9,379 reads | 0 comments | 02/03/2005

   Most podiatrists equate marketing with advertising. However, advertising is the most expensive and often least effective facet of services marketing. Internal marketing is the most cost effective, most time effective and usually the most dignified form of marketing. Internal marketing within your practice occurs continuously even if you are unaware of it.    Patient satisfaction opens the door to internal marketing of your practice and comprises the bulk of services marketing. We all know DPMs who are only average clinically but do extremely well. Conversely

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By Lynn Homisak, PRT
8,803 reads | 0 comments | 12/03/2004

   As songwriter Henry Kaiser put it, “Problems are only opportunities in work clothes.” I can attest to this truth of this statement. As a podiatric medical assistant and consultant, I frequently lecture at meetings and speak to doctors and assistants all over the country. My mission is to help create a better work dynamic between doctors and assistants. With this in mind, let us consider some common questions that come up at meetings.    Q: I am not having any luck training my staff. I tell them how things should be done and I still end up doing them m

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By David Edward Marcinko, MBA, CFP, CMP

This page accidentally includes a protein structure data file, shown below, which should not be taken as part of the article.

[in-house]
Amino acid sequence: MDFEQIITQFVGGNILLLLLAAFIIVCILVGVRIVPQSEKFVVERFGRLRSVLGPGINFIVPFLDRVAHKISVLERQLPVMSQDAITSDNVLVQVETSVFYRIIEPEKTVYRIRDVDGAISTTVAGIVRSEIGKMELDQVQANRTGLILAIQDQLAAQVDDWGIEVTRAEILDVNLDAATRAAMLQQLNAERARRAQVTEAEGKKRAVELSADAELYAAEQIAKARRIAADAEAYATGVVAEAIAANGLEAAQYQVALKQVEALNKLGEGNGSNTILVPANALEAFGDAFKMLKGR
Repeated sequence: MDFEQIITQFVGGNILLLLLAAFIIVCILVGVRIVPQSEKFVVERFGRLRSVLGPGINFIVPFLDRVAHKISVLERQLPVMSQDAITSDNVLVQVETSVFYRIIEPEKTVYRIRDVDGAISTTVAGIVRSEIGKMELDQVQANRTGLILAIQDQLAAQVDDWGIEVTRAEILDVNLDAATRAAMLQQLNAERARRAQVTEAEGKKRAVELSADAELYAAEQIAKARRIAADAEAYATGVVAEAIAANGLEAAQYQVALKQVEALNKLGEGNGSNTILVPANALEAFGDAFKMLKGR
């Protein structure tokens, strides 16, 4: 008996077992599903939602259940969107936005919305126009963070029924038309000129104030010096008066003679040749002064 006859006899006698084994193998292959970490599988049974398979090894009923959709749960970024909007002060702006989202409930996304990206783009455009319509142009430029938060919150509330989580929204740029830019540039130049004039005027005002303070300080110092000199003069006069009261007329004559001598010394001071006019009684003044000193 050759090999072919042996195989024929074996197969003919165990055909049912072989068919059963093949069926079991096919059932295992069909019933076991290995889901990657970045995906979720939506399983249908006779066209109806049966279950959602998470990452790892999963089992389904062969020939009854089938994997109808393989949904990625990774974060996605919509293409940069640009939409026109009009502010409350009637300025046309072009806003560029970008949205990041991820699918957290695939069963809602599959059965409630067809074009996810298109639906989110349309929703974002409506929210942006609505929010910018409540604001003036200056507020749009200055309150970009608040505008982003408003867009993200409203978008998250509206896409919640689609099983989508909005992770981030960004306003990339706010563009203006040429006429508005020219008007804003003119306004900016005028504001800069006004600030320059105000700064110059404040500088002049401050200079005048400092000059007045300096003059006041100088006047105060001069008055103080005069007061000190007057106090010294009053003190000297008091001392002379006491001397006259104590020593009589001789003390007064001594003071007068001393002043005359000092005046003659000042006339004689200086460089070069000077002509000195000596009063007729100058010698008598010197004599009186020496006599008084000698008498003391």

11,967 reads | 0 comments | 10/03/2004

Supply chain inventory management (SCIM) is essential for doctors who perform a number of similar procedures, those who dispense a fair number of products and surgeons because a medical practice’s profitability will suffer if it has too much or too little inventory of durable medical equipment (DME) on hand. How can a physician determine the proper DME inventory level? One uncommonly used approach is based on the economic order quantity costing (EOQC) method. EOQC is a century-old accounting formula that determines the point at which the combination of order costs and inventory carrying cos

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By David Edward Marcinko, MBA, CFP, CMP
6,849 reads | 0 comments | 08/03/2004

Assessing the value of your medical practice is an investment in your practice’s future. Not only does it help build equity value, it would be shortsighted not to have a professional appraiser working with you to understand the key issues involved and the reasons for them. After all, it is very easy in the emotion of buying or selling a practice to make a mistake, especially in a changing environment and niche specialty like podiatry. Don’t wait to have your practice appraised. There is a tendency to contact professional appraisers retroactively during valuation disputes or when sales, pa

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By Steven Peltz, CHBC
15,542 reads | 0 comments | 06/03/2004

When you decide to hire a new podiatrist for your practice, one of the most important decisions you will face is deciding how much to pay your new hire. Ideally, you want to pay a base salary and offer an incentive that encourages the new podiatrist to work hard, pay for him- or herself quickly and then participate in the collections above his or her costs to the practice. Potential employees are looking for compensation that will allow for a reasonable lifestyle along with loan payments. The challenge is how to take both of these concepts and create an agreement that is acceptable to each pa